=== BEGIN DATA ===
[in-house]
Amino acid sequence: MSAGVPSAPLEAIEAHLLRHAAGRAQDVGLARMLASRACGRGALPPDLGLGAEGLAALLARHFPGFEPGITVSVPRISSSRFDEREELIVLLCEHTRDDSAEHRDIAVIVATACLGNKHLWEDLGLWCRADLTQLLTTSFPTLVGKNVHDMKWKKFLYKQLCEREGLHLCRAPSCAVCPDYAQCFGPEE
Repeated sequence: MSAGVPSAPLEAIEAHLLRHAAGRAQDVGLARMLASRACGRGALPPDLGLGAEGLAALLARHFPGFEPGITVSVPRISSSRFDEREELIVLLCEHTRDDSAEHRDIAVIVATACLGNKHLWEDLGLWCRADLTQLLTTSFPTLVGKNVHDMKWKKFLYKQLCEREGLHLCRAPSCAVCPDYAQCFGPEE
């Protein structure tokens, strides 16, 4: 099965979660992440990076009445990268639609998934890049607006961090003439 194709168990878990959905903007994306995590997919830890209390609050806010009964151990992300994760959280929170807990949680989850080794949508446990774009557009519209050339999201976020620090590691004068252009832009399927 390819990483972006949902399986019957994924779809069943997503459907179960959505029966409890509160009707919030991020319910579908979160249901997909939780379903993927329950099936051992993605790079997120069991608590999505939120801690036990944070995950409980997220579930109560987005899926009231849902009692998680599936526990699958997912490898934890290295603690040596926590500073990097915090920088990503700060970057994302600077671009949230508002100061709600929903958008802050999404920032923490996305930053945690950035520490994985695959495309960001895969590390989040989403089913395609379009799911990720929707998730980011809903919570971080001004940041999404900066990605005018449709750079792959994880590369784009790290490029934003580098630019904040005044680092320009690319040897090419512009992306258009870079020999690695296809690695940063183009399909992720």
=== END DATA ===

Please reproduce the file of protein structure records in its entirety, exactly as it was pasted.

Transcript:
[in-house]
Amino acid sequence: MSAGVPSAPLEAIEAHLLRHAAGRAQDVGLARMLASRACGRGALPPDLGLGAEGLAALLARHFPGFEPGITVSVPRISSSRFDEREELIVLLCEHTRDDSAEHRDIAVIVATACLGNKHLWEDLGLWCRADLTQLLTTSFPTLVGKNVHDMKWKKFLYKQLCEREGLHLCRAPSCAVCPDYAQCFGPEE
Repeated sequence: MSAGVPSAPLEAIEAHLLRHAAGRAQDVGLARMLASRACGRGALPPDLGLGAEGLAALLARHFPGFEPGITVSVPRISSSRFDEREELIVLLCEHTRDDSAEHRDIAVIVATACLGNKHLWEDLGLWCRADLTQLLTTSFPTLVGKNVHDMKWKKFLYKQLCEREGLHLCRAPSCAVCPDYAQCFGPEE
């Protein structure tokens, strides 16, 4: 099965979660992440990076009445990268639609998934890049607006961090003439 194709168990878990959905903007994306995590997919830890209390609050806010009964151990992300994760959280929170807990949680989850080794949508446990774009557009519209050339999201976020620090590691004068252009832009399927 390819990483972006949902399986019957994924779809069943997503459907179960959505029966409890509160009707919030991020319910579908979160249901997909939780379903993927329950099936051992993605790079997120069991608590999505939120801690036990944070995950409980997220579930109560987005899926009231849902009692998680599936526990699958997912490898934890290295603690040596926590500073990097915090920088990503700060970057994302600077671009949230508002100061709600929903958008802050999404920032923490996305930053945690950035520490994985695959495309960001895969590390989040989403089913395609379009799911990720929707998730980011809903919570971080001004940041999404900066990605005018449709750079792959994880590369784009790290490029934003580098630019904040005044680092320009690319040897090419512009992306258009870079020999690695296809690695940063183009399909992720």